PSPD in English Archive 2000-07-31   4704

S. Korean Marines Killed, Raped Vietnamese Civilians during the Conflict

S. Korean Marines Killed, Raped Vietnamese Civilians during the Conflict 
Prof. Chung Woo-sik (Soldier-turned Professor) 
Purpose of the War 
On March 11, 1965, the young Chung entered the Marine Corps ROTC upon getting a B.A. degree in history at Sogang University. He joined the Marine officer program because its compulsory service term was shorter than other ROTC courses. He wanted to study in the U.S. after a brief stint as an officer. It was in May of that year when he first heard that his brigade might be sent to Vietnam on a combat mission. 
New tasks began mounting up. More soldiers deserted from the barracks as the deployment to Vietnam was getting closer. Finding and bringing them back to the base was one of 1st Lt. Chung’s new responsibilities. 
He could have been exempted from the Vietnam mission. He was the third of six brothers. His second elder, a military academy graduate, had already been in Vietnam as an army engineer officer. His eldest brother lobbied Marine authorities hard, citing that two from a family cannot be sent to the death field. He was at first excluded from the mission.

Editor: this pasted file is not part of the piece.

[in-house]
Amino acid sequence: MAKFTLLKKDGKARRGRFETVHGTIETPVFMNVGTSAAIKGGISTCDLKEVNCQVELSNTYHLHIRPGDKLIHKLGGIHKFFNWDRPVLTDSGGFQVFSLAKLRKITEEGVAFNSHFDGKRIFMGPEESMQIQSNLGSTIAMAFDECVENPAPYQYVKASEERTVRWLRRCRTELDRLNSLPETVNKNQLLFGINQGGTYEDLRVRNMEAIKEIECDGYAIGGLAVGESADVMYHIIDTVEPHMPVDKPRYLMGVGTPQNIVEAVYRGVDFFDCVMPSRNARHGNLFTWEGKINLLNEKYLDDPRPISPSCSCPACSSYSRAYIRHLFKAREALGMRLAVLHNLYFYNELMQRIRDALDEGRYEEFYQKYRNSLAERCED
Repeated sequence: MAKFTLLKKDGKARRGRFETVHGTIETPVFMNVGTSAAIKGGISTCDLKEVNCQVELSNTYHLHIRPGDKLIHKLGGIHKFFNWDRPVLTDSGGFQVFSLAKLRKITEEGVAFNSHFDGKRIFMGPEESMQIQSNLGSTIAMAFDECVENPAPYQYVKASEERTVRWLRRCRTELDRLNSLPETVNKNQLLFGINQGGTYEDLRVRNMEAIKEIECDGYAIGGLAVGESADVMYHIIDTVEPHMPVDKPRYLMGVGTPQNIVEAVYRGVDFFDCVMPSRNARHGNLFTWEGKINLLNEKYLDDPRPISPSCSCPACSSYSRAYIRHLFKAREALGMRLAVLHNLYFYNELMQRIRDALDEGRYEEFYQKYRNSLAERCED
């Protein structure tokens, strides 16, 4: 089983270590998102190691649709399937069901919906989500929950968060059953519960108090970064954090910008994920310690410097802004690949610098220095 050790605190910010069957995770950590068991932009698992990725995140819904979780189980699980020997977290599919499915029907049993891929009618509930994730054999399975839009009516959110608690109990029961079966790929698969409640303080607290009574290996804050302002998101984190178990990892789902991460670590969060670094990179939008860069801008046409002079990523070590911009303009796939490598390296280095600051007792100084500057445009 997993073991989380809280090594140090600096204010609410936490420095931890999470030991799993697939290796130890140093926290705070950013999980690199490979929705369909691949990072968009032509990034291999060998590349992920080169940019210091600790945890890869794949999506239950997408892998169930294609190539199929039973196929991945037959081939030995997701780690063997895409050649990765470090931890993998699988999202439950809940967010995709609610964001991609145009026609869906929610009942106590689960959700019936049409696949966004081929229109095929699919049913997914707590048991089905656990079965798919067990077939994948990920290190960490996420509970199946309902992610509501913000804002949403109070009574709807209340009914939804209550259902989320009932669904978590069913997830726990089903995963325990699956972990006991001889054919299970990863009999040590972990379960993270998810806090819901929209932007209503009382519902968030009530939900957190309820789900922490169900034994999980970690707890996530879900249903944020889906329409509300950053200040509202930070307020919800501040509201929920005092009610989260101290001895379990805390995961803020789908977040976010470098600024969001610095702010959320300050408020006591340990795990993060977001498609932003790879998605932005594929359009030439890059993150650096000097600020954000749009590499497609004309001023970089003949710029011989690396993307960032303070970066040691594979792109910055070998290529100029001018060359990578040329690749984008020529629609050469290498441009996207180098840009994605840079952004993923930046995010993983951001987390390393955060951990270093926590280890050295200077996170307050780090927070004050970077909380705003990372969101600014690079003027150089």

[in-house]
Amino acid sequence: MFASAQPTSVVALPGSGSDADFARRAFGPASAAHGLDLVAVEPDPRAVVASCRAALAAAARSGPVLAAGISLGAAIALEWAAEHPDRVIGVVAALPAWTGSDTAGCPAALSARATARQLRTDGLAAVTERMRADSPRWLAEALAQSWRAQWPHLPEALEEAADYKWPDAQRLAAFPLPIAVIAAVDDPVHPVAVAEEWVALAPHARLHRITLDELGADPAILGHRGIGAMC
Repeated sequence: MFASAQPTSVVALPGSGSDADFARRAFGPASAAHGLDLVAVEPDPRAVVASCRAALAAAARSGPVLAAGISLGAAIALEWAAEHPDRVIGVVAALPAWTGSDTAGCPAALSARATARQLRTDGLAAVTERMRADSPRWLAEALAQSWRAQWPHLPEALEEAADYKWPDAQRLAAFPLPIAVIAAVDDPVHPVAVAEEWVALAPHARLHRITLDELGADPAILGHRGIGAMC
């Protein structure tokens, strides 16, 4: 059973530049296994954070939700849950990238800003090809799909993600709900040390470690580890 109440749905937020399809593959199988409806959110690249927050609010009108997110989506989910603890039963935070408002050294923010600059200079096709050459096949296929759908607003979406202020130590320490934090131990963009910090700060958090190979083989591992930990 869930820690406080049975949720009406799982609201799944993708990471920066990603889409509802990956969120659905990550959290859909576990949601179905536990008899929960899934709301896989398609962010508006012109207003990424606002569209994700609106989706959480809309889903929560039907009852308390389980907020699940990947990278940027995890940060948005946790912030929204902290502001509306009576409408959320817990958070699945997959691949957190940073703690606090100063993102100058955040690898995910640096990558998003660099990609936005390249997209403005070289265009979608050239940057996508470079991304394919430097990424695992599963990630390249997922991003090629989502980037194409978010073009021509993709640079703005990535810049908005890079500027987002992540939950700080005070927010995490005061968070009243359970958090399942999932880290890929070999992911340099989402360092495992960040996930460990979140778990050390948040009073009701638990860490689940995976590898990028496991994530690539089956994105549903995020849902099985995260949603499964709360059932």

“When he heard I was exempted, my battalion commander called me in and said that when the Marines would go abroad for the righteous cause for the first time since the foundation of the country, an officer must not avoid the duty for personal reasons. That would hurt the morale of soldiers. He gave me 24 hours to reconsider my decision,” Chung recalled. 
“I began to think over hard. I, a Catholic, decided to leave everything to God. If he wanted to use me as his instrument, he would protect me. Otherwise I would die in Vietnam, and that would be OK, too. When I told him of the new decision, the commander hugged me and cried.” 
Lt. Chung became one of 5,000 marines who left the port of Pusan for Cam Ranh. The Blue Dragon Marine Brigade consisted of three battalions; he was leading the third platoon of the second regiment of the 2nd battalion. 
After a one-week sea trip, Lt. Chung landed at the port of Cam Ranh. He detected the “abnormalities” of the war from day one.